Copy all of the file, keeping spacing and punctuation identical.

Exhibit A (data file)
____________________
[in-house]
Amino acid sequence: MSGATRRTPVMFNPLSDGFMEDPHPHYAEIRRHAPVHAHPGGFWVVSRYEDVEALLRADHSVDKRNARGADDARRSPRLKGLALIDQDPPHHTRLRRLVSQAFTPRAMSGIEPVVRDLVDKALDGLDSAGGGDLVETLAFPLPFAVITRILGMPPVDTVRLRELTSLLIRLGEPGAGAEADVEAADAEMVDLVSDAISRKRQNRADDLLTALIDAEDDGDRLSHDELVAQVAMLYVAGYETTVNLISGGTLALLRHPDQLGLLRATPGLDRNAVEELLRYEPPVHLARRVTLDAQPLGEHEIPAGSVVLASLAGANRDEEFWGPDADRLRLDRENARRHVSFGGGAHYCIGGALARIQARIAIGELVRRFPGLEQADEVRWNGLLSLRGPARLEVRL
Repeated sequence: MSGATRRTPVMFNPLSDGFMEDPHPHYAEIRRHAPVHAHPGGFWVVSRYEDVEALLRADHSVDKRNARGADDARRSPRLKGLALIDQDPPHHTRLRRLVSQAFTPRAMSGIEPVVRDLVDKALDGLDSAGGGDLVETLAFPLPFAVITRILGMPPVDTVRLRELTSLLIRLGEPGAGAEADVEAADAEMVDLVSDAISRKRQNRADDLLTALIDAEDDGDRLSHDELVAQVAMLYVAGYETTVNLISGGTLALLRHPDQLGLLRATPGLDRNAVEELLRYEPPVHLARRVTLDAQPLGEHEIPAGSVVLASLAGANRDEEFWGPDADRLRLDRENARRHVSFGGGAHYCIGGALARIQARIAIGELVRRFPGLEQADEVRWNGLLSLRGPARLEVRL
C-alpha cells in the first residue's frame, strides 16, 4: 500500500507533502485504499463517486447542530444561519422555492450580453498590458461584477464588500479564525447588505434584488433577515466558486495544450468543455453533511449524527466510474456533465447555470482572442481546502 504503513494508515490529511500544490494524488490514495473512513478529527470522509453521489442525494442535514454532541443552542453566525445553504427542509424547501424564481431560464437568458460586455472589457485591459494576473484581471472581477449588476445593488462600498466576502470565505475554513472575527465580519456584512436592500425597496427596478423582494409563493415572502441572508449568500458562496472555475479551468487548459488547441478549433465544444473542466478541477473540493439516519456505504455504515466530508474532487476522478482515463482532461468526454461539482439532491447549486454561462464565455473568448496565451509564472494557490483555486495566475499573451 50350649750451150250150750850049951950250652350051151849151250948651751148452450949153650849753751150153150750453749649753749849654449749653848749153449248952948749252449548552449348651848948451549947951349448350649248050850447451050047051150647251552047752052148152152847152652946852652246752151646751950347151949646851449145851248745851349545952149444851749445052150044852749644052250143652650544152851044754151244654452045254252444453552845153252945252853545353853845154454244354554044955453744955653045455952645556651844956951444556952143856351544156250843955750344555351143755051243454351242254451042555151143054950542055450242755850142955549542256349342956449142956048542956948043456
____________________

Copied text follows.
[in-house]
Amino acid sequence: MSGATRRTPVMFNPLSDGFMEDPHPHYAEIRRHAPVHAHPGGFWVVSRYEDVEALLRADHSVDKRNARGADDARRSPRLKGLALIDQDPPHHTRLRRLVSQAFTPRAMSGIEPVVRDLVDKALDGLDSAGGGDLVETLAFPLPFAVITRILGMPPVDTVRLRELTSLLIRLGEPGAGAEADVEAADAEMVDLVSDAISRKRQNRADDLLTALIDAEDDGDRLSHDELVAQVAMLYVAGYETTVNLISGGTLALLRHPDQLGLLRATPGLDRNAVEELLRYEPPVHLARRVTLDAQPLGEHEIPAGSVVLASLAGANRDEEFWGPDADRLRLDRENARRHVSFGGGAHYCIGGALARIQARIAIGELVRRFPGLEQADEVRWNGLLSLRGPARLEVRL
Repeated sequence: MSGATRRTPVMFNPLSDGFMEDPHPHYAEIRRHAPVHAHPGGFWVVSRYEDVEALLRADHSVDKRNARGADDARRSPRLKGLALIDQDPPHHTRLRRLVSQAFTPRAMSGIEPVVRDLVDKALDGLDSAGGGDLVETLAFPLPFAVITRILGMPPVDTVRLRELTSLLIRLGEPGAGAEADVEAADAEMVDLVSDAISRKRQNRADDLLTALIDAEDDGDRLSHDELVAQVAMLYVAGYETTVNLISGGTLALLRHPDQLGLLRATPGLDRNAVEELLRYEPPVHLARRVTLDAQPLGEHEIPAGSVVLASLAGANRDEEFWGPDADRLRLDRENARRHVSFGGGAHYCIGGALARIQARIAIGELVRRFPGLEQADEVRWNGLLSLRGPARLEVRL
C-alpha cells in the first residue's frame, strides 16, 4: 500500500507533502485504499463517486447542530444561519422555492450580453498590458461584477464588500479564525447588505434584488433577515466558486495544450468543455453533511449524527466510474456533465447555470482572442481546502 504503513494508515490529511500544490494524488490514495473512513478529527470522509453521489442525494442535514454532541443552542453566525445553504427542509424547501424564481431560464437568458460586455472589457485591459494576473484581471472581477449588476445593488462600498466576502470565505475554513472575527465580519456584512436592500425597496427596478423582494409563493415572502441572508449568500458562496472555475479551468487548459488547441478549433465544444473542466478541477473540493439516519456505504455504515466530508474532487476522478482515463482532461468526454461539482439532491447549486454561462464565455473568448496565451509564472494557490483555486495566475499573451 50350649750451150250150750850049951950250652350051151849151250948651751148452450949153650849753751150153150750453749649753749849654449749653848749153449248952948749252449548552449348651848948451549947951349448350649248050850447451050047051150647251552047752052148152152847152652946852652246752151646751950347151949646851449145851248745851349545952149444851749445052150044852749644052250143652650544152851044754151244654452045254252444453552845153252945252853545353853845154454244354554044955453744955653045455952645556651844956951444556952143856351544156250843955750344555351143755051243454351242254451042555151143054950542055450242755850142955549542256349342956449142956048542956948043456